10 January 2016 / Team News

Emlyn though to next round of Cup


Newcastle Emlyn progressed to the next round of the SWALEC CUP with this hard fought victory, in quite horrendous conditions, over Glynneath. Played in continuous heavy rain and on a pitch resembling a paddy field it was a credit to both sides that they still endeavoured to play attacking rugby. The game could easily have become a battle of attrition between the forwards but that did not happen as both sides attempted to open the game up and provided quite a spectacle for the watching supporters.

Emlyn’s victory in the end was due to the fact that their forwards managed to exert enough pressure on Glynneath, when they found themselves in the home sides twenty two area, for the hosts to be forced into mistakes and concede points. The Emlyn side showed a number of changes from the side that played Bridgend Athletic as coach Marc Lloyd utilised his squad to the full. He would undoubtedly have been delighted to have flanker Gareth Patterson back in their ranks and he proved to be a real thorn in Glynneath’s side with his driving runs and powerful mauling.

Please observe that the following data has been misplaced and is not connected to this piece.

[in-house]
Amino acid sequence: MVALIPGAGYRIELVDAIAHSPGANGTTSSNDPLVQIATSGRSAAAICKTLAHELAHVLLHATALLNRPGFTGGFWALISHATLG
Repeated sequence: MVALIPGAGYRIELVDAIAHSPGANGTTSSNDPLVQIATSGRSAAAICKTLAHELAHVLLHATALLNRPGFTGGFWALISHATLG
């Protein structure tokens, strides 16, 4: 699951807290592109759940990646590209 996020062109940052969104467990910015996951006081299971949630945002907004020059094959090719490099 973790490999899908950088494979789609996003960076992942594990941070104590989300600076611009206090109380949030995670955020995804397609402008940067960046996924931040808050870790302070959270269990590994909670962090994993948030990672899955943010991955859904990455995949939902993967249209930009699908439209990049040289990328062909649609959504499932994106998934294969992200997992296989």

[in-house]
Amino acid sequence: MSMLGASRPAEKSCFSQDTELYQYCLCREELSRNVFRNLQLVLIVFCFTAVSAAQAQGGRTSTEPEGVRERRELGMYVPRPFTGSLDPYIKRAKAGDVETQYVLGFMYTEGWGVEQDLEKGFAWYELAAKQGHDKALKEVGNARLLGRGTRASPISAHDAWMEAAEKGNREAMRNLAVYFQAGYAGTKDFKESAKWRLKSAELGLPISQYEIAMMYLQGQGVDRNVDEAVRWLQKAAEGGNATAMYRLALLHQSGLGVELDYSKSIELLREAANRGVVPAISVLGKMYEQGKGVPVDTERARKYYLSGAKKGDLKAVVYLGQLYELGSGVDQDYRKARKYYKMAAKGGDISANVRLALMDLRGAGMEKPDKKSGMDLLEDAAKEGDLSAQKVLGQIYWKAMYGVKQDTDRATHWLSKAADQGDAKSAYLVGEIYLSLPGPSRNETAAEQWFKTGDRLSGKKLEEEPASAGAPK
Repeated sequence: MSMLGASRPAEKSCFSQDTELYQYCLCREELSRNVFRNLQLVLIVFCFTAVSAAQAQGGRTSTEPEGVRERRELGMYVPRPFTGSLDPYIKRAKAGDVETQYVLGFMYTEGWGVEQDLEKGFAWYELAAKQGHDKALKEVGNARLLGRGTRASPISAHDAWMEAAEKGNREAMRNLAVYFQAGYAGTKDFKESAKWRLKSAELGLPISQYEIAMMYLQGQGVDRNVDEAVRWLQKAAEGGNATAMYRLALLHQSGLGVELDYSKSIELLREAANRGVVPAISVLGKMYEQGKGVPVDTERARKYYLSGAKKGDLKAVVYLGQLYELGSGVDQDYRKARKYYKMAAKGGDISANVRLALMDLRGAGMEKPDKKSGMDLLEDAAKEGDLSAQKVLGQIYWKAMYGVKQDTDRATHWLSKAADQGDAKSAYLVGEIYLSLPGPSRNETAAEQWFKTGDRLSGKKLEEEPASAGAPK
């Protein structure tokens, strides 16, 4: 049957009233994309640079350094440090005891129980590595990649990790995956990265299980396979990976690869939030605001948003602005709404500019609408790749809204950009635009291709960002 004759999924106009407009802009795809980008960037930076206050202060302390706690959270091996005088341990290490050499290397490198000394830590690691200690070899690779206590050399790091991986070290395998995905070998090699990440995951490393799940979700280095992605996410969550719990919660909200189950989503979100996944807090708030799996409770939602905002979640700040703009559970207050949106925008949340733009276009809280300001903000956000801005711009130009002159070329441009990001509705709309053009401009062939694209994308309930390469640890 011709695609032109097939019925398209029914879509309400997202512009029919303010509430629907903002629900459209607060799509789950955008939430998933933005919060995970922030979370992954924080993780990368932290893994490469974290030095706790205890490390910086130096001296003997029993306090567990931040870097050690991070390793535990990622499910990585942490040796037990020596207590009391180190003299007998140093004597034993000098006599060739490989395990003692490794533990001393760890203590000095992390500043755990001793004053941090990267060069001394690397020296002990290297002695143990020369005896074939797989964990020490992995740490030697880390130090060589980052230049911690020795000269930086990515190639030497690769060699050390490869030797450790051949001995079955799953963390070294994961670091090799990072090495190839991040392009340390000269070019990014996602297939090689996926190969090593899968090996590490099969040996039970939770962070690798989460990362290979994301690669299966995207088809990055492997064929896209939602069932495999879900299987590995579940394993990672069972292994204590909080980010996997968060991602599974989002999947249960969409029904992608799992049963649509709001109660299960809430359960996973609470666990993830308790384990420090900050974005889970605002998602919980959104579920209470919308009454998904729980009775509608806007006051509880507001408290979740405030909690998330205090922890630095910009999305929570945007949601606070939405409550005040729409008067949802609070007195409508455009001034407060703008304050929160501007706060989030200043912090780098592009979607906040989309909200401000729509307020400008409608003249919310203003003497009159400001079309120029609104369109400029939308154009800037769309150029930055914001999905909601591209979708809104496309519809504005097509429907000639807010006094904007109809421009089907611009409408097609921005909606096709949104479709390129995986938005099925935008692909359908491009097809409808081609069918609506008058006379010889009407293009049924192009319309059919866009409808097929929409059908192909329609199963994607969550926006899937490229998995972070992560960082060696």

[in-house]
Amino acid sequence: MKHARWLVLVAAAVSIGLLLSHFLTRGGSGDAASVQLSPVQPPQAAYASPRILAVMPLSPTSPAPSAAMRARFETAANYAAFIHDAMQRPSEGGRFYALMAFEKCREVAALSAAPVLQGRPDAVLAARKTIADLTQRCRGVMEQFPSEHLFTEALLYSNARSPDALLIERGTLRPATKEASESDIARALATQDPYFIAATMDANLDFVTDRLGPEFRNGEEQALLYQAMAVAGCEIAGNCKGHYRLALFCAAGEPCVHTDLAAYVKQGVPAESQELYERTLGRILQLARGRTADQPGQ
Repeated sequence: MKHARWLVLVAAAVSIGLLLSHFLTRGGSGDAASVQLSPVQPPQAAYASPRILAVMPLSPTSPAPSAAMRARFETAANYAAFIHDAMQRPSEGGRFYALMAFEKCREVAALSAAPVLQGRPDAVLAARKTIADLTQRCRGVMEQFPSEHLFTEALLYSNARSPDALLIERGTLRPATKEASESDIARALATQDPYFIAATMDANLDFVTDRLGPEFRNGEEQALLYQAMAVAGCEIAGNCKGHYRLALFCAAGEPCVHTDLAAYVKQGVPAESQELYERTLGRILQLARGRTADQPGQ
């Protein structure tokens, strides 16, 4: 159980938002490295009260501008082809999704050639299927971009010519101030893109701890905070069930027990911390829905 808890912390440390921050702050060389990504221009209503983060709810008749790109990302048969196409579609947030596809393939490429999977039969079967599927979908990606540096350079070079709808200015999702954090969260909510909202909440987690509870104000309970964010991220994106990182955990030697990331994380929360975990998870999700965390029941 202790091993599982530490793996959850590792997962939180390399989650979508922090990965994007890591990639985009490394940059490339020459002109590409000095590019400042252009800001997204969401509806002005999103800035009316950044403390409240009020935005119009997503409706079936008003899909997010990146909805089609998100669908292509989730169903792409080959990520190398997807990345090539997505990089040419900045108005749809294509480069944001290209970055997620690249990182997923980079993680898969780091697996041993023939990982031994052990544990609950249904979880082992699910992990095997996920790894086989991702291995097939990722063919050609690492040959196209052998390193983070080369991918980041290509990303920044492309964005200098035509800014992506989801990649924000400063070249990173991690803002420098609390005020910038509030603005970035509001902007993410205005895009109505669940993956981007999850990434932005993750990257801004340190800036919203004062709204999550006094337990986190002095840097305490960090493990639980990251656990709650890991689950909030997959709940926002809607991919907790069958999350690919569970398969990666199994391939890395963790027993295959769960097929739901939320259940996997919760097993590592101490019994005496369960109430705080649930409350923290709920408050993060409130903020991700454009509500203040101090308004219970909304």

Other Emlyn players, who are not regular starters, to catch the eye were young debutant outside half Mitchell Jones who proved to have a safe pair of hands and a good boot on him when required. Student winger Josh Congreve, in for the unavailable Dan Davies, worked hard in attack and defence and put a great deal of pressure on the opposition full back when chasing kicks especially in the second half. Young Gareth Thomson playing at flanker also turned in a useful performance especially in the line out where he took a number of fine two handed catches.

Emlyn began positively and put together some excellent drives with forwards and backs combining well to retain possession as they drove towards the home side’s line. Some desperate defending kept them out and a penalty kick resulted in the home side not only relieving the pressure but ending up inside the Emlyn half. The home side went through a series of plays by their scrum half feeding the forwards who carried well at the Emlyn defence. Led by skipper Dai Jones who put in a number of low tackles Emlyn looked to have weathered the storm only for the backs to creep off side enabling centre Lloyd Thomas to kick a penalty goal to open the scoring for Glynneath.